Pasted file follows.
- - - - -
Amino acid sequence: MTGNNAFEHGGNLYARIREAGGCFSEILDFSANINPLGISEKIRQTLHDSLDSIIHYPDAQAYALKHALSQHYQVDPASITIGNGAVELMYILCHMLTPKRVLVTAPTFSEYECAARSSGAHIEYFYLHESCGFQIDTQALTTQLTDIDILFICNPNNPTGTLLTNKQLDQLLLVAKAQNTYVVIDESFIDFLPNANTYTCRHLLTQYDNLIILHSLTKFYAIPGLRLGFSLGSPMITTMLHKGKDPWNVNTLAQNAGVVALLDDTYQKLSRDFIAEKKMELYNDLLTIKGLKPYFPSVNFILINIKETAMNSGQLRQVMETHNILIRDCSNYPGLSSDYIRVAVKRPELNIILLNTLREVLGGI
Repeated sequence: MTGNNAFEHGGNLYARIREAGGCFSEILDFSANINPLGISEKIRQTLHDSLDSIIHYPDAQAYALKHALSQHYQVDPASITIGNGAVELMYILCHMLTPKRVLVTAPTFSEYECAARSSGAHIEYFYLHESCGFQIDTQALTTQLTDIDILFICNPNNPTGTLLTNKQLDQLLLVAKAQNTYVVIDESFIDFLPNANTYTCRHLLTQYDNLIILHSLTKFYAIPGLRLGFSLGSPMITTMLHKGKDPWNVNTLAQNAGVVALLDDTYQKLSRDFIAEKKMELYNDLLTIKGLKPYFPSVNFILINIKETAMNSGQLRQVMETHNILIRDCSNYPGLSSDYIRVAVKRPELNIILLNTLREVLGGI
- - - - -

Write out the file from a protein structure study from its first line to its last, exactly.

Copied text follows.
Amino acid sequence: MTGNNAFEHGGNLYARIREAGGCFSEILDFSANINPLGISEKIRQTLHDSLDSIIHYPDAQAYALKHALSQHYQVDPASITIGNGAVELMYILCHMLTPKRVLVTAPTFSEYECAARSSGAHIEYFYLHESCGFQIDTQALTTQLTDIDILFICNPNNPTGTLLTNKQLDQLLLVAKAQNTYVVIDESFIDFLPNANTYTCRHLLTQYDNLIILHSLTKFYAIPGLRLGFSLGSPMITTMLHKGKDPWNVNTLAQNAGVVALLDDTYQKLSRDFIAEKKMELYNDLLTIKGLKPYFPSVNFILINIKETAMNSGQLRQVMETHNILIRDCSNYPGLSSDYIRVAVKRPELNIILLNTLREVLGGI
Repeated sequence: MTGNNAFEHGGNLYARIREAGGCFSEILDFSANINPLGISEKIRQTLHDSLDSIIHYPDAQAYALKHALSQHYQVDPASITIGNGAVELMYILCHMLTPKRVLVTAPTFSEYECAARSSGAHIEYFYLHESCGFQIDTQALTTQLTDIDILFICNPNNPTGTLLTNKQLDQLLLVAKAQNTYVVIDESFIDFLPNANTYTCRHLLTQYDNLIILHSLTKFYAIPGLRLGFSLGSPMITTMLHKGKDPWNVNTLAQNAGVVALLDDTYQKLSRDFIAEKKMELYNDLLTIKGLKPYFPSVNFILINIKETAMNSGQLRQVMETHNILIRDCSNYPGLSSDYIRVAVKRPELNIILLNTLREVLGGI